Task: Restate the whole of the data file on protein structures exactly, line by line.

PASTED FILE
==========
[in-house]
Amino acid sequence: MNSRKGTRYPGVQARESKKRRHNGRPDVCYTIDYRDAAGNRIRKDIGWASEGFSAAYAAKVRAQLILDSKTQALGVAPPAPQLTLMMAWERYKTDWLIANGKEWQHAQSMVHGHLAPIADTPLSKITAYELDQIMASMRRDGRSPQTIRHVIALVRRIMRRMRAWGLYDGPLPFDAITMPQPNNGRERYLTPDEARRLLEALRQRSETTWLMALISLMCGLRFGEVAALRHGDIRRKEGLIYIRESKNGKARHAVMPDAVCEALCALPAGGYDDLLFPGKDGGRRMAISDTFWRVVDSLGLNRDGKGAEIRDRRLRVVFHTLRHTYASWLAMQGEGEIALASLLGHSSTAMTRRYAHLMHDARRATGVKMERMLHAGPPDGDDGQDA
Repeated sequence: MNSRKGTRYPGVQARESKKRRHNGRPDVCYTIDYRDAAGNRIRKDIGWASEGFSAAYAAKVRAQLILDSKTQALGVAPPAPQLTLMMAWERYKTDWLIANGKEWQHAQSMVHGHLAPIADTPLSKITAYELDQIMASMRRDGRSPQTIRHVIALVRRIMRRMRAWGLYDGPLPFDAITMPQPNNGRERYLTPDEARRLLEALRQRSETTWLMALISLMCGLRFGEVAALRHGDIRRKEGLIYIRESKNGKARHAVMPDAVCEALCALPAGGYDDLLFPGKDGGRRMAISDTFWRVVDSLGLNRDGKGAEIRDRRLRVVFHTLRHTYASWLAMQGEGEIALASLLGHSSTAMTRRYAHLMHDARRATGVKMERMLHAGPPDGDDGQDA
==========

[in-house]
Amino acid sequence: MNSRKGTRYPGVQARESKKRRHNGRPDVCYTIDYRDAAGNRIRKDIGWASEGFSAAYAAKVRAQLILDSKTQALGVAPPAPQLTLMMAWERYKTDWLIANGKEWQHAQSMVHGHLAPIADTPLSKITAYELDQIMASMRRDGRSPQTIRHVIALVRRIMRRMRAWGLYDGPLPFDAITMPQPNNGRERYLTPDEARRLLEALRQRSETTWLMALISLMCGLRFGEVAALRHGDIRRKEGLIYIRESKNGKARHAVMPDAVCEALCALPAGGYDDLLFPGKDGGRRMAISDTFWRVVDSLGLNRDGKGAEIRDRRLRVVFHTLRHTYASWLAMQGEGEIALASLLGHSSTAMTRRYAHLMHDARRATGVKMERMLHAGPPDGDDGQDA
Repeated sequence: MNSRKGTRYPGVQARESKKRRHNGRPDVCYTIDYRDAAGNRIRKDIGWASEGFSAAYAAKVRAQLILDSKTQALGVAPPAPQLTLMMAWERYKTDWLIANGKEWQHAQSMVHGHLAPIADTPLSKITAYELDQIMASMRRDGRSPQTIRHVIALVRRIMRRMRAWGLYDGPLPFDAITMPQPNNGRERYLTPDEARRLLEALRQRSETTWLMALISLMCGLRFGEVAALRHGDIRRKEGLIYIRESKNGKARHAVMPDAVCEALCALPAGGYDDLLFPGKDGGRRMAISDTFWRVVDSLGLNRDGKGAEIRDRRLRVVFHTLRHTYASWLAMQGEGEIALASLLGHSSTAMTRRYAHLMHDARRATGVKMERMLHAGPPDGDDGQDA